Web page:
Deco Japan Symposium
Professor Gennifer Weisenfeld of Duke University, an authority on Japanese design and consumerism in the early 20th century, and Professor Vera Mackie of the University of Wollongong, one of Australia’s leading scholars of Japanese gender and cultural studies, join Deco Japan curator Dr. Kendall Brown for an exploration of the historical and social conditions associated with the Art Deco movement in Japan.
$11/$7 Japan Society members, students & seniors (includes exhibition admission)
Buy Tickets Online or call the Japan Society Box Office at (212) 715-1258, Mon. – Fri. 11 am – 6 pm, Weekends 11 am – 5 pm.
Japanese ‘Applied Arts’ and National Policy, 1937-1945
Kendall H. Brown
Professor, California State University, Long Beach
Despite the tendencies to imagine Japanese applied art of the1930s in terms solely of avant-garde experimentation brought short by war restrictions, “art crafts” flourished in the war years. This talk utilizes objects in the Deco Japan exhibition to explore militarist themes in subject matter, the ideological value of applied arts, and the larger political implications of materiality, technique and style during the era of ultra-nationalism. In these ways, “Japanese Deco” opens up some of the complexities of Japanese visual culture in the mid-20th century.
Saitō Kazō’s “Synthetic Art”: New Designs for Modern Japan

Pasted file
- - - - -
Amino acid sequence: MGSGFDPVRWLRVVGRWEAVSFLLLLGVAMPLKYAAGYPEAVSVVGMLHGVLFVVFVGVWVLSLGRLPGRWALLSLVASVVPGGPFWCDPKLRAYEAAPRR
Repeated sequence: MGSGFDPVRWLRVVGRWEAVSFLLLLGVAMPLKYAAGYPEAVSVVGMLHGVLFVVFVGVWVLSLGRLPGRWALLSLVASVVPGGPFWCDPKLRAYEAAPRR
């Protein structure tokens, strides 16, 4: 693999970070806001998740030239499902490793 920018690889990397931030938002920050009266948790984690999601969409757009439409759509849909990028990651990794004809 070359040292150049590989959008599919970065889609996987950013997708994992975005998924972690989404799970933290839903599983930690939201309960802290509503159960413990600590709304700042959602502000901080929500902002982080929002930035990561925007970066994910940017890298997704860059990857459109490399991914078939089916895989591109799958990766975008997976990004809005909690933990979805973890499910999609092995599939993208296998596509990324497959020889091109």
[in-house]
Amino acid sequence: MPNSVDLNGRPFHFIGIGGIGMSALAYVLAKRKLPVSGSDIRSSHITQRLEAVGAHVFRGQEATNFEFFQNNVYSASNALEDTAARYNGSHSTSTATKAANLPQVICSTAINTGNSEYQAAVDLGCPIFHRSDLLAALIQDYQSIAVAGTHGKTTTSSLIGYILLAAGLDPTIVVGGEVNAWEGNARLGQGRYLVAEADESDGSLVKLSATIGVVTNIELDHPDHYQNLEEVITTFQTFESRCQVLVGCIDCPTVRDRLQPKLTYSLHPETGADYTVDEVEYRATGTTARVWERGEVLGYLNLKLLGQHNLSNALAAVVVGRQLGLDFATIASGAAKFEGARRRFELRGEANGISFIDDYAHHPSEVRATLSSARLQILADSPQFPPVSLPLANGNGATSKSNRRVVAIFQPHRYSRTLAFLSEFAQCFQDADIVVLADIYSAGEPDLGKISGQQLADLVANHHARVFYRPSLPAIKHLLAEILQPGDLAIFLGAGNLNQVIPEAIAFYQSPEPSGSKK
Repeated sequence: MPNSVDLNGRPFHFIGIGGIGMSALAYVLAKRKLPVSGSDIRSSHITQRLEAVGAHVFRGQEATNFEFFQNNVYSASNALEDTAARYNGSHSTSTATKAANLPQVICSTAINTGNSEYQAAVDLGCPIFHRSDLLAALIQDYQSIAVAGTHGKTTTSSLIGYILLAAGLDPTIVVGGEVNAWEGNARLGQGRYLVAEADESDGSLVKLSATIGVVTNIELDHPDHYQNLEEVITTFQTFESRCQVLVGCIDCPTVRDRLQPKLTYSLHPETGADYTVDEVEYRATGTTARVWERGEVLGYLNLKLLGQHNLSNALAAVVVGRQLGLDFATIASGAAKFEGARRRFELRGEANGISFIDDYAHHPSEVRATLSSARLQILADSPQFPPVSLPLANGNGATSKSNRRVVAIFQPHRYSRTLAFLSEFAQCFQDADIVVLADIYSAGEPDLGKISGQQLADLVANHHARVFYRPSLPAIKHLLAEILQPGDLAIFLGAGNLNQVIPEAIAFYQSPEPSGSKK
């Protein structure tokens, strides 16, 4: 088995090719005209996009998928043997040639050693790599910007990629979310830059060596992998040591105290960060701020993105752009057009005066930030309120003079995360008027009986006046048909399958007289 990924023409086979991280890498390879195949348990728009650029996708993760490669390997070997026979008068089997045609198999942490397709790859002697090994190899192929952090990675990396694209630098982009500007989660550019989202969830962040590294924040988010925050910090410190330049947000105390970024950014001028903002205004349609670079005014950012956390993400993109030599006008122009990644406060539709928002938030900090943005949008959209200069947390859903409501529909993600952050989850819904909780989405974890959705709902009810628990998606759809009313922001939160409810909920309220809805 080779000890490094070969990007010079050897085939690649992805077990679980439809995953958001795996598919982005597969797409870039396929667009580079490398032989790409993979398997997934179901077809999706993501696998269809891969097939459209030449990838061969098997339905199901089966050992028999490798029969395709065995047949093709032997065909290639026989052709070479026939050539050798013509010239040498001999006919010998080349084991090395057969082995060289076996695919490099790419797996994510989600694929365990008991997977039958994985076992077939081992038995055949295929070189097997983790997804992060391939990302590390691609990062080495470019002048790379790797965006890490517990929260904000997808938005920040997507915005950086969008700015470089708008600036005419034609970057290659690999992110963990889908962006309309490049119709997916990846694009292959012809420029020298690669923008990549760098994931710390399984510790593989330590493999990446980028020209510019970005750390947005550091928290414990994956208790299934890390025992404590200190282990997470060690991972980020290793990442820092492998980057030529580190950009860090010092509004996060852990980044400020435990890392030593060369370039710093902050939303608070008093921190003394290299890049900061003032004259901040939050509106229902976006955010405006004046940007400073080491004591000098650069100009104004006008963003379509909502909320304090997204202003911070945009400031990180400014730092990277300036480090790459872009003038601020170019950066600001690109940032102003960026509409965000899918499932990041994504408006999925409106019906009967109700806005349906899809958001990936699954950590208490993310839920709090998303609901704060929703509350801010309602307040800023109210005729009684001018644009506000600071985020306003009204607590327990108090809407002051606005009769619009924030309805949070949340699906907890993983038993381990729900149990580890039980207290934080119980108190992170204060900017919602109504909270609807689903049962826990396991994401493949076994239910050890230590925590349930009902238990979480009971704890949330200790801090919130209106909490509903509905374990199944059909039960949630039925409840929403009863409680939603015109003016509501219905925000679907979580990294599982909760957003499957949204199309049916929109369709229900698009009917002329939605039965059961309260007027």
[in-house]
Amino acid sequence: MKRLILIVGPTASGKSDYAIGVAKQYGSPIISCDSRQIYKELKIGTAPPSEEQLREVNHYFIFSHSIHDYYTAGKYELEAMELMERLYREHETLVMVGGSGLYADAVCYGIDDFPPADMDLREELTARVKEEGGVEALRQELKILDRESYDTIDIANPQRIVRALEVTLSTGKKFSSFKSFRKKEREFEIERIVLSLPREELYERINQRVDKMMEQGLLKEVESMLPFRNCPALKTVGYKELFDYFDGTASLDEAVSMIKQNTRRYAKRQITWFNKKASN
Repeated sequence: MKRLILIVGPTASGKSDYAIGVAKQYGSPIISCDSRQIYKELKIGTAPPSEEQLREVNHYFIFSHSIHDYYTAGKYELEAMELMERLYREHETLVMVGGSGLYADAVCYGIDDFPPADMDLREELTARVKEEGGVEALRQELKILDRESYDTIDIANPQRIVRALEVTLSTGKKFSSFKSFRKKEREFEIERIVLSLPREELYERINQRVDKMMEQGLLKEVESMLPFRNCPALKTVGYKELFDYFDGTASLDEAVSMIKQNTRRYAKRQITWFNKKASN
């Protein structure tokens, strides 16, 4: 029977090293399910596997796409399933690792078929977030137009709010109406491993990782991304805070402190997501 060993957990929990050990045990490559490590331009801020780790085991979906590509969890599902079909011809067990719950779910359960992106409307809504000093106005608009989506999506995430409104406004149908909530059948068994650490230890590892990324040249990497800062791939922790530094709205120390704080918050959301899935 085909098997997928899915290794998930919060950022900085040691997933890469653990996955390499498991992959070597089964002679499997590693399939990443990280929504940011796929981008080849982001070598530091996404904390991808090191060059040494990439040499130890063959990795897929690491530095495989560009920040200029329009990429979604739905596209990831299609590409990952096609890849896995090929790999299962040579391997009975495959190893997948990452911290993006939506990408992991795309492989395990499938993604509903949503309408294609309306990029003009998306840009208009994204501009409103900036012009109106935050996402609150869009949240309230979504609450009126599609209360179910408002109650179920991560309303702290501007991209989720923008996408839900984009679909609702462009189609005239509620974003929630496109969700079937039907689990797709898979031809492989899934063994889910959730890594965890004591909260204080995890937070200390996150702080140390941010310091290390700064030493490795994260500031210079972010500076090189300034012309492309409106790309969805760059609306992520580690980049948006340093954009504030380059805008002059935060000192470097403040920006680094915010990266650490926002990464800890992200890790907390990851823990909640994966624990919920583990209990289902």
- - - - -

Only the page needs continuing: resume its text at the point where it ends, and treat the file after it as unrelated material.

Gennifer Weisenfeld, Associate Professor
Duke University, Department of Art, Art History & Visual Studies
The work of celebrated Japanese designer Saitō Kazō (1887-1955) and the contemporary circle of Tokyo-based clothing and interior designers who worked around him in the 1920s-30s provides an excellent opportunity to examine how Japanese modern identity was negotiated through sartorial and spatial means. Destabilizing the persistent binary between East and West, Saitō played a central role in defining Japan’s modern design movement, and his work illuminates the proliferation of new creative hybrid forms in vestimentary culture and the built environment.
Fashioning Femininity: Modern Girls and Patriotic Women
Vera Mackie, Professor and Australian Research Council Future Fellow in the Faculty of Arts at the University of Wollongong
Art deco was an international style, which involved the adoption, adaptation and appropriation of motifs from around the world. Similarly, the ‘modern girl’ (modan gâru) in 1920s and 1930s Japan borrowed elements of style from the flappers, garçonnes and new women from Europe and North America. The image of the modern girl was used in advertising campaigns for cosmetics, alcohol and cigarettes. Her bobbed hair, western dress and conspicuous consumption could also, however, be demonized in nationalist campaigns promoting more patriotic forms of femininity. The modern girl was an icon and a focus for the desires, tensions and anxieties of consumerist capitalism in 1920s and 1930s Japan.
- Saturday, March 24, 2012
- 1:00 pm